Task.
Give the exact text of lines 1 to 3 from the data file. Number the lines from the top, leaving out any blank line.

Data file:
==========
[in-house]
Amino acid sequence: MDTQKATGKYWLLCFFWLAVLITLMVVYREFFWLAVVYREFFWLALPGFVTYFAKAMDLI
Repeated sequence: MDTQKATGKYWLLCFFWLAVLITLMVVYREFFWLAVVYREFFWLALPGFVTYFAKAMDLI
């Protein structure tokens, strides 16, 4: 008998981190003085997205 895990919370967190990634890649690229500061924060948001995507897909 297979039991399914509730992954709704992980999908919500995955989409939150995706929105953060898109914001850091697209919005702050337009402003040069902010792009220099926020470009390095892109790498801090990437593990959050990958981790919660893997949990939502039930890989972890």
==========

[in-house]
Amino acid sequence: MDTQKATGKYWLLCFFWLAVLITLMVVYREFFWLAVVYREFFWLALPGFVTYFAKAMDLI
Repeated sequence: MDTQKATGKYWLLCFFWLAVLITLMVVYREFFWLAVVYREFFWLALPGFVTYFAKAMDLI